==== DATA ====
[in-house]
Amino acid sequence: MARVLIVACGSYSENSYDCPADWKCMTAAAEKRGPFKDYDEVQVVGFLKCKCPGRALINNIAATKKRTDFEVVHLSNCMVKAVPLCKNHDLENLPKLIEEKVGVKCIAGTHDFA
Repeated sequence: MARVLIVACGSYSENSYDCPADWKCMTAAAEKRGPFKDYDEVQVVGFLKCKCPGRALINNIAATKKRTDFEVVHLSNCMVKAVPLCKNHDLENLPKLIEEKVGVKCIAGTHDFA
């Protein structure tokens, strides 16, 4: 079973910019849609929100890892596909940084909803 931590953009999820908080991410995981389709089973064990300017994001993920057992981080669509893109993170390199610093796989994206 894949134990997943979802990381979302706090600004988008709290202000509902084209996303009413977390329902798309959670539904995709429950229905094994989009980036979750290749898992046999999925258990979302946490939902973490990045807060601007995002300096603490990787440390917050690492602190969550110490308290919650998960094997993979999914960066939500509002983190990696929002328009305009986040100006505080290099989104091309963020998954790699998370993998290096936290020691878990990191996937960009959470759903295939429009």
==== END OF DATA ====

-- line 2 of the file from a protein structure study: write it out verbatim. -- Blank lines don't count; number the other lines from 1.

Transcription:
Amino acid sequence: MARVLIVACGSYSENSYDCPADWKCMTAAAEKRGPFKDYDEVQVVGFLKCKCPGRALINNIAATKKRTDFEVVHLSNCMVKAVPLCKNHDLENLPKLIEEKVGVKCIAGTHDFA